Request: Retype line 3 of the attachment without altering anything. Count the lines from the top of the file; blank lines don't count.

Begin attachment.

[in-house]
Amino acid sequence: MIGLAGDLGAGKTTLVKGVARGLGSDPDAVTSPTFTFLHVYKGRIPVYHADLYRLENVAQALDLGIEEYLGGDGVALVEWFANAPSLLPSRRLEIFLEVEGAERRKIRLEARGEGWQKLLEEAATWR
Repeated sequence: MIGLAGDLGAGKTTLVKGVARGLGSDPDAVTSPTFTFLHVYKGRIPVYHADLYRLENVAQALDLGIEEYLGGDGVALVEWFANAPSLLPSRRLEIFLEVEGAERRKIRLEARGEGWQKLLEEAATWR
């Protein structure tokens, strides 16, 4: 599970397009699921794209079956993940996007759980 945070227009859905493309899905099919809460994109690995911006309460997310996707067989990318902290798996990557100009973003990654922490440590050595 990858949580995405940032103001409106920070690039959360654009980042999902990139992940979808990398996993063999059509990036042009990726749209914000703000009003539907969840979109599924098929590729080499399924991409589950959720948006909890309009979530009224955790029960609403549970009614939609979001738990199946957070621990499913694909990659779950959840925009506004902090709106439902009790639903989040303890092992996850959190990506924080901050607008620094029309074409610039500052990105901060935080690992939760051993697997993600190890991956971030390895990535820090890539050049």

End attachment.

Repeated sequence: MIGLAGDLGAGKTTLVKGVARGLGSDPDAVTSPTFTFLHVYKGRIPVYHADLYRLENVAQALDLGIEEYLGGDGVALVEWFANAPSLLPSRRLEIFLEVEGAERRKIRLEARGEGWQKLLEEAATWR